The thing I really love about living here is that every moment you are not actually working, you feel like you are on vacation. At least, I do.
Part of the reason for this is probably the climate, which still feels new and exotic to me after decades on the East coast and in Colorado. I'm accustomed to living near agricultural centers, but not like this. I'm still delighted every time I see oranges and lemons growing in someone's yard. K and I pulled over on the side of the road the other day to admire an entire field that had been planted with asparagus. That's not something you see in Denver or Hagerstown! And what are these beautiful purple thistles in our neighbors' garden? Oh, those are artichokes!
Living here, you are surrounded by green things growing (and purple and pink and blue things too.) But the thing I love best about our home county doesn't have any color at all. Can you guess what it is? It's the water!
It's everywhere! Lakes and rivers, beaches and bay...there are so many inviting ways to spend our off hours...in it, on it, even eating things that came out of it.
We are in the habit now of just leaving all our canoe gear in the back of the van, so it's easy to just hop in and go for a boat ride.
Last weekend we visited Lopez Lake. Of course, I love the ocean, but sometimes we just need a break from the summer fog. Before I moved here, I was always confused by that one line in the song "Lady is a Tramp." She "hates California?" "It's cold and it's damp?" LA always looked sunny and warm in the movies. What was Ella Fitzgerald talking about? Apparently, she was talking about Los Osos and all the other coastal towns between Santa Barbara and Monterey.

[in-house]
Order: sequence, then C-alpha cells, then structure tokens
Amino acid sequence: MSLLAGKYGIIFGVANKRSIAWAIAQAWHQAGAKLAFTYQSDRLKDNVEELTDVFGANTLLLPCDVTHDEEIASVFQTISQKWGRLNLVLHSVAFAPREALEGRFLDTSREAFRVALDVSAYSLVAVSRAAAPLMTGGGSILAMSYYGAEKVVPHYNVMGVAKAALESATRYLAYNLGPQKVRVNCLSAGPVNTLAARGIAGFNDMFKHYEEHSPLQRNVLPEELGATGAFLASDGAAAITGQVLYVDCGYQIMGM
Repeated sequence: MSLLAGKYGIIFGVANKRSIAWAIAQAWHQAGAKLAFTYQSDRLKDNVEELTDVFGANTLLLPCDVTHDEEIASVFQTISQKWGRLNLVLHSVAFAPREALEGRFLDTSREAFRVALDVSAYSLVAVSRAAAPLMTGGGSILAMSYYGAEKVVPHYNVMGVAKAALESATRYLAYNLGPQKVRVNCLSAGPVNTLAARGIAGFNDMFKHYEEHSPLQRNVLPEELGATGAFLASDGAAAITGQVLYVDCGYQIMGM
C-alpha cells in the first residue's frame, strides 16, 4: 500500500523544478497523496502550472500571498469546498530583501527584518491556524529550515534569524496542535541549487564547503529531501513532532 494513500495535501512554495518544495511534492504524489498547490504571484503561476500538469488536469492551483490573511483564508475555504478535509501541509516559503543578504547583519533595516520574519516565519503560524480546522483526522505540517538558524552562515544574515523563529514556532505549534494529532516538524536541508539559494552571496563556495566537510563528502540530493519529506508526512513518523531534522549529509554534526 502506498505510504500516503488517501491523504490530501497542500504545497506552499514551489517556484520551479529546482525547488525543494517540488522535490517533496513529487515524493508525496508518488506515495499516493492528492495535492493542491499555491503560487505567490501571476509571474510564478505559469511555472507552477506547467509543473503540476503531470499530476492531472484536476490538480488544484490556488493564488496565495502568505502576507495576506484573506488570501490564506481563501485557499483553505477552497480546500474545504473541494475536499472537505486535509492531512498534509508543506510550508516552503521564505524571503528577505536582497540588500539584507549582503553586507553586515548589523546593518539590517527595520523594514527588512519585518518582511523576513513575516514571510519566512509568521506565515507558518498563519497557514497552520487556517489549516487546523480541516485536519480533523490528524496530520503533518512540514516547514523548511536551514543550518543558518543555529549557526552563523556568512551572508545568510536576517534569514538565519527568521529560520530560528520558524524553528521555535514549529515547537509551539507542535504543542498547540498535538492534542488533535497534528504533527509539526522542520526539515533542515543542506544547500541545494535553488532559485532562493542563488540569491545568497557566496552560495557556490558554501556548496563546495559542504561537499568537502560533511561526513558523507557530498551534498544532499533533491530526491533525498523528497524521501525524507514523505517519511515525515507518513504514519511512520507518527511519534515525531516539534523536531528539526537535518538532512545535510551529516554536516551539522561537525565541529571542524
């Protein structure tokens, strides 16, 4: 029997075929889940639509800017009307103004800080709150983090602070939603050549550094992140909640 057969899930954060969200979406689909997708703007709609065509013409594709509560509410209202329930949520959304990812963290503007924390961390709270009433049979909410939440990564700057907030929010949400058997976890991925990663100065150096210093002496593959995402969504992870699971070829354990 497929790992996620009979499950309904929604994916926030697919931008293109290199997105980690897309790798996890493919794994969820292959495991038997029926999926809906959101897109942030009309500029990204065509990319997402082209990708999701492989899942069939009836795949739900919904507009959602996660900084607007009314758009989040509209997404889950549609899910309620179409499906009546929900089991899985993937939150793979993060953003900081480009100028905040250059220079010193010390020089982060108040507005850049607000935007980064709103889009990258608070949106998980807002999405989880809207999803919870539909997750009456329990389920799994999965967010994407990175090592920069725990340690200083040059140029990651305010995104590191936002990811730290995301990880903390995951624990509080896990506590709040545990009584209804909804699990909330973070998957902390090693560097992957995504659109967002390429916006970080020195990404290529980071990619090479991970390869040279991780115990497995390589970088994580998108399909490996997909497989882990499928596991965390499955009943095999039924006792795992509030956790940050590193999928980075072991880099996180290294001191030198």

Maybe she didn't know about our inland lakes. Even on our foggiest, dampest, coolest days, there is a sunny wonderland hidden behind the hills, just a few miles to the East. Last Saturday, we found it up at Lopez Lake.
It was beautiful and sunny. And it's super easy to put the canoe in, because of the nice little shaded path that goes directly from the parking lot to the water. But, as you can see, it's a motor-boat kind of place. We had a nice time paddling around and exploring the quieter inlets, but as soon as we entered the main section of the lake, it was too loud with too much wake; not the relaxing experience we'd hoped for.
To get there, you have to drive on a bridge that spans a narrow section of the lake. The most exciting part of our visit was floating under that bridge. The whole place was abuzz with swallows dipping and diving all around us.
The birds wouldn't hold still for a photo, but we did get shots of their mud-sculpture nests. Aren't they amazing? I wouldn't know how to build one of these, would you? How do the Swallows know?
We also saw dozens of wind-surfers speeding around each other. At first I assumed that they have them for rent at the lake. But they were all going SO fast, I started to think it must be a race. I meant to ask about it at the gate on our way out, but I forgot because we were too busy telling the park ranger about the campers who were feeding Doritos to the wild-life. Poor dears.
There is also a giant water slide park at Lopez Lake. And, a number of interesting trails to explore. So, we will absolutely go up there again. We just won't go up for a day of boating...not unless we buy a speed boat and one of those big floating things on a rope that people use to drag their kids along behind them. That does sound like fun. But, I don't think our "kid" would like it.
Would you, Piper?